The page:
Commando who came back a spy
Here are two ordinary looking POW postcards.
The first from Oflag VI/B (Warburg) dated 1st June 1942, the second from Oflag VII/B (Eichstatt) dated 20th March 1943.
Both cards are from Lieutenant Hubert Nicolle to a Mr V Coysh in Poole Dorset. These types of cards would be in a dealers stock priced at £5-£10 each. But……
Lt Nicolle was a Guernsey man who was serving in the
Hampshire Regiment at the time the Germans occupied
the Channel Islands on the 30th June 1940. He was
summoned to the Admiralty in Whitehall on 5th July
1940. There he met Major Warren of Combined Operations
who had been instructed to find out what was going on
in Guernsey by Churchill. A plan, code-named Operation
Anger, was hatched and Nicolle was warned that if
caught he would be on his own and shot for spying.
In the early hours of 8th July Nicolle was landed at Le
Jaonnet, Guernsey, having crossed the Channel in a
submarine, H43 and then by canoe purchased the previous
day from Gamages. He stayed for three days at his
parents’ home and gathered significant intelligence on the German disposition at that time.
A second spying operation ensued and on 4th September 1940 Lieutenant James Symes and Nicolle were landed from a Motor Torpedo Boat. The mission was to again gather evidence of troop movements, gun emplacements, defences and the well-being of the islanders. They were due to be collected by the same MTB three nights later but it failed to
ensuing German investigation 14 friends and family were arrested. Nicolle and Symes, both 21, were both court martialled and stood trial in their prison cells without any legal representation and found guilty of spying. They were sentenced to death. Fortunately after intervention from the German Commandant in Guernsey they were, eventually, treated as Prisoners of War.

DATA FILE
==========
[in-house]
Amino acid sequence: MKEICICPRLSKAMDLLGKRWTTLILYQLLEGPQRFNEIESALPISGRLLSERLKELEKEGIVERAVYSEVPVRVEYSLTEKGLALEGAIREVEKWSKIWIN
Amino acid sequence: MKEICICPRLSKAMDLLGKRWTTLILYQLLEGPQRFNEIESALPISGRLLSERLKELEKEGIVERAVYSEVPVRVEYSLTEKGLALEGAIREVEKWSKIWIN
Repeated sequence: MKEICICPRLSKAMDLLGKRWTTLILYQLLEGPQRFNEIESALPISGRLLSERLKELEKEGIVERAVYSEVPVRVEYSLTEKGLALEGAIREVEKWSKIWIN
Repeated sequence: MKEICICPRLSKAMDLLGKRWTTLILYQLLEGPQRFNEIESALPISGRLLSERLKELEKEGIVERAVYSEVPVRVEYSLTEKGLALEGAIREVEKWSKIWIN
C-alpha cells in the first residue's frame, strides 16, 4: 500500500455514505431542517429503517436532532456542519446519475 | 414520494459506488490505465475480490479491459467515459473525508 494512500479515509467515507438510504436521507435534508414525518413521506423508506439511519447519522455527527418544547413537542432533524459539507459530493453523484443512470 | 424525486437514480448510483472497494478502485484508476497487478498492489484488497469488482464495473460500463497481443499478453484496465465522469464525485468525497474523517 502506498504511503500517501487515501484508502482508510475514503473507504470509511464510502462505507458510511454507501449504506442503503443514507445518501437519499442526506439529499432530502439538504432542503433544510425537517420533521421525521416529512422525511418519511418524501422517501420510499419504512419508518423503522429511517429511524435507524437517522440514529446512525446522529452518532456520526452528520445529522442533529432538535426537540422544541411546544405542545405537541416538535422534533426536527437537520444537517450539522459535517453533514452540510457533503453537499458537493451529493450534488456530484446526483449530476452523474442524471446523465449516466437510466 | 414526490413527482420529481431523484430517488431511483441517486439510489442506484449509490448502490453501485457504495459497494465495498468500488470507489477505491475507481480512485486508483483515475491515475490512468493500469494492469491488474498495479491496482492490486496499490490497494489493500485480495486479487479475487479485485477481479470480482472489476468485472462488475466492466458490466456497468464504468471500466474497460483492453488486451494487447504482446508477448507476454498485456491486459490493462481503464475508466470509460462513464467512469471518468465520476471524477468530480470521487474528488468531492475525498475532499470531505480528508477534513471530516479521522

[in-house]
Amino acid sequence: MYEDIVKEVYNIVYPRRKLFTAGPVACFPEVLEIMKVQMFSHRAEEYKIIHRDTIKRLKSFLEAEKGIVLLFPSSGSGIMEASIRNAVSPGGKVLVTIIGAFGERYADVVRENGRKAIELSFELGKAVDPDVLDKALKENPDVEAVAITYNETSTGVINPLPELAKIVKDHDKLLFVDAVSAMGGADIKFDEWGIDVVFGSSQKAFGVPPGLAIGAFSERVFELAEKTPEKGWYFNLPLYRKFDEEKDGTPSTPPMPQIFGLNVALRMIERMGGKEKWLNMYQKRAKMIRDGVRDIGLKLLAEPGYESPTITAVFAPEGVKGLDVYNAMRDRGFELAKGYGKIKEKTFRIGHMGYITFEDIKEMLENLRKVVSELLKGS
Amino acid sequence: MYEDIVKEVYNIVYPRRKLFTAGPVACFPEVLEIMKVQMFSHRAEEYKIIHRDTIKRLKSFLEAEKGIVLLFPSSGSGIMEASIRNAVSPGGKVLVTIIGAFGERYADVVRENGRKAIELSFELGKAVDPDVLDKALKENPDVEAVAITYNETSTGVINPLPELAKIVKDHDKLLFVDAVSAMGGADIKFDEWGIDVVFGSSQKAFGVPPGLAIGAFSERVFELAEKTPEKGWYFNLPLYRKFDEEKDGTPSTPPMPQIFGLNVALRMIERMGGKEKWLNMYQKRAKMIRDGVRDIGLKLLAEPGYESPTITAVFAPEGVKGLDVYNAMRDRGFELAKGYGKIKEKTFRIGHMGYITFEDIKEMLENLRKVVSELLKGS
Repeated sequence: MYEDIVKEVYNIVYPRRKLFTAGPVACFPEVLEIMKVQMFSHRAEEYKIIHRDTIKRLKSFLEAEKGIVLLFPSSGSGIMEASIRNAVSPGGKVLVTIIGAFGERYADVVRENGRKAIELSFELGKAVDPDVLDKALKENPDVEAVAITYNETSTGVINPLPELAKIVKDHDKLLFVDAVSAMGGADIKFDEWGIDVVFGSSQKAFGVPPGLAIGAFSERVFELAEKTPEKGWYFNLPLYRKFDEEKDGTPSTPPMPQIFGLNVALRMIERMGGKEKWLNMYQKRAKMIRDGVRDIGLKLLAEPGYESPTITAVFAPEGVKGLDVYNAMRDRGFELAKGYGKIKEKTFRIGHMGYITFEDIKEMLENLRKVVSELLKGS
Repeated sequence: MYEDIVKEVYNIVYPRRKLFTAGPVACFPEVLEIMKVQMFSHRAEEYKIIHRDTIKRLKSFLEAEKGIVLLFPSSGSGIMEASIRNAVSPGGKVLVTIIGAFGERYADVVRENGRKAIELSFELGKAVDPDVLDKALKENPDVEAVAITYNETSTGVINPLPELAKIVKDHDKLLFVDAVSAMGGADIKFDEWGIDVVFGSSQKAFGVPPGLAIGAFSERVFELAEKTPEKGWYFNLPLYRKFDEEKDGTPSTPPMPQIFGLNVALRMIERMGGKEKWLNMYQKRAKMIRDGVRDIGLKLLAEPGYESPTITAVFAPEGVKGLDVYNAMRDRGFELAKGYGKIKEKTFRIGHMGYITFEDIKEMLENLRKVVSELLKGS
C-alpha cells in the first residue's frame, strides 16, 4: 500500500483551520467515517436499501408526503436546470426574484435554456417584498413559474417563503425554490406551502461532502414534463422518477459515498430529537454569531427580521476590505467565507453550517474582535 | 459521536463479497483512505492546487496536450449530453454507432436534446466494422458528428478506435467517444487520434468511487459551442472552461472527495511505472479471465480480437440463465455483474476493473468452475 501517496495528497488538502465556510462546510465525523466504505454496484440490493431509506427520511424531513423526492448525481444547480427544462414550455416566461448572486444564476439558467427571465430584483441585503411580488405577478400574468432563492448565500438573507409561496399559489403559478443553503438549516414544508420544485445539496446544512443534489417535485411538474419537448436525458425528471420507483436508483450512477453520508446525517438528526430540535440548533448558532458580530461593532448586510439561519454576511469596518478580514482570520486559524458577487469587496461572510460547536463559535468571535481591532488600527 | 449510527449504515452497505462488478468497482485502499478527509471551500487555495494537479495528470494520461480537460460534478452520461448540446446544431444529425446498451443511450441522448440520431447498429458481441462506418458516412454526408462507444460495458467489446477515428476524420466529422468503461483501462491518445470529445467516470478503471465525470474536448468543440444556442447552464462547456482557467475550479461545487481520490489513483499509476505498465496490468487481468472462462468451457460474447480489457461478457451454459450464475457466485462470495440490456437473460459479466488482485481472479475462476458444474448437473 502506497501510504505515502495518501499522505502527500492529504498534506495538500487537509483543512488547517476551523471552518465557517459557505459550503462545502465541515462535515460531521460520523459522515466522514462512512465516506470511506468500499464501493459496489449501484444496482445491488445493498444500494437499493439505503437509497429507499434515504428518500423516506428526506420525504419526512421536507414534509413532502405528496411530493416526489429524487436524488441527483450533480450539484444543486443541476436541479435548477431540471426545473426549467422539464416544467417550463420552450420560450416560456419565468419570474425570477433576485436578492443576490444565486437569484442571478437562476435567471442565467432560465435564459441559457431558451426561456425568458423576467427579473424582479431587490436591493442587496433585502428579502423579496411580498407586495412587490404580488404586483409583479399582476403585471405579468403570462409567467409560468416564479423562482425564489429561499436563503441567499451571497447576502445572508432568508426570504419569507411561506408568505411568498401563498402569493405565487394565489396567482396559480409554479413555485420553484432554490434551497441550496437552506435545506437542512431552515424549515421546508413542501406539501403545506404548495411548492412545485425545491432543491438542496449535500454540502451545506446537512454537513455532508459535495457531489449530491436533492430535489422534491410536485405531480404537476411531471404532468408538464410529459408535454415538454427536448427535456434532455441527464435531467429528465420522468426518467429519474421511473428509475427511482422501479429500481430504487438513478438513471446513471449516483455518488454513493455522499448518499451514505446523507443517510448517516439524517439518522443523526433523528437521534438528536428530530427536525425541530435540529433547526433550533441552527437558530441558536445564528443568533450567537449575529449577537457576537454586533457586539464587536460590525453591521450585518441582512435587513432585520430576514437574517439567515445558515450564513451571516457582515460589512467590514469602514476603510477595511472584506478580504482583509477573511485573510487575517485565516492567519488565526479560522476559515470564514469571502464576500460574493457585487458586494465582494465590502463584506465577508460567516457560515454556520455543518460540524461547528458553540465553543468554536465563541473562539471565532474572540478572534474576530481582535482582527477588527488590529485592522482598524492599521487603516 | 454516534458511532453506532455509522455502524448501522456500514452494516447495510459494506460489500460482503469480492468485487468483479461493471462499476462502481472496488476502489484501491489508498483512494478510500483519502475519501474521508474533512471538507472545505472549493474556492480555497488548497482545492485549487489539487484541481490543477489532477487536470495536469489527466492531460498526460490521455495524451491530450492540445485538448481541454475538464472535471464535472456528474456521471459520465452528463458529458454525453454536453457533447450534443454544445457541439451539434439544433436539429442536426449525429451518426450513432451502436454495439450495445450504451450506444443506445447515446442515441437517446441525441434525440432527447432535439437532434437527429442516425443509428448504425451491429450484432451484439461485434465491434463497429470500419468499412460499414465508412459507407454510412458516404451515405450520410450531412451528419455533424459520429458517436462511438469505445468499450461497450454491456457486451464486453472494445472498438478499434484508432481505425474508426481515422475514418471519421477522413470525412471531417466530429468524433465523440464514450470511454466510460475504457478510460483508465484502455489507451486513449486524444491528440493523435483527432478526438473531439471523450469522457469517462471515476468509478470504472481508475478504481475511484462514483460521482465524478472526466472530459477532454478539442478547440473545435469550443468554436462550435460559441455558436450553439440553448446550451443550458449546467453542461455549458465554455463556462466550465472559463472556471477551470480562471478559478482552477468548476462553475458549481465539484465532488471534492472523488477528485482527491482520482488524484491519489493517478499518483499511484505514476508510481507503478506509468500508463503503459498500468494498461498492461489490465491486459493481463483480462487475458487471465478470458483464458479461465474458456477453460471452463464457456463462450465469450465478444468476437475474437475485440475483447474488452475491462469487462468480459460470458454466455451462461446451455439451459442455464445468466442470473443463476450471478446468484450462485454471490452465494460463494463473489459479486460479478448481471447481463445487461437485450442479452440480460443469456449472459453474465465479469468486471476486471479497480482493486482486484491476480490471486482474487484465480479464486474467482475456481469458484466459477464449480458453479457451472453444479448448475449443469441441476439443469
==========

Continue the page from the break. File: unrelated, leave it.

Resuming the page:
One of the 14 arrested was Jessie Marriette. She was Nicolle’s girlfriend and a cousin of Victor Coysh, who was Nicolle’s best friend.
For their actions in this commando raid Nicolle and Symes received the Military Cross. There is of course much more to this story, all of which can be found in the book “The Commando Who Came Home to Spy” by William Bell.
Now put a price on these two ordinary POW cards!
show. For a further two nights they returned to the pick-up point but the Royal Navy did not show. Symes and Nicolle were in civilian clothes in German occupied Guernsey relying on friends and family to hide them until an escape plan could be devised.
The risks were high for all involved and the Germans were becoming increasingly suspicious of some senior Island officials after various reports were received from anonymous sources.
Guernsey Militia uniforms were found in storage and purloined. British Army buttons were sewn on and then Nicolle and Symes surrendered to the Island police on the 21st October 1940. In the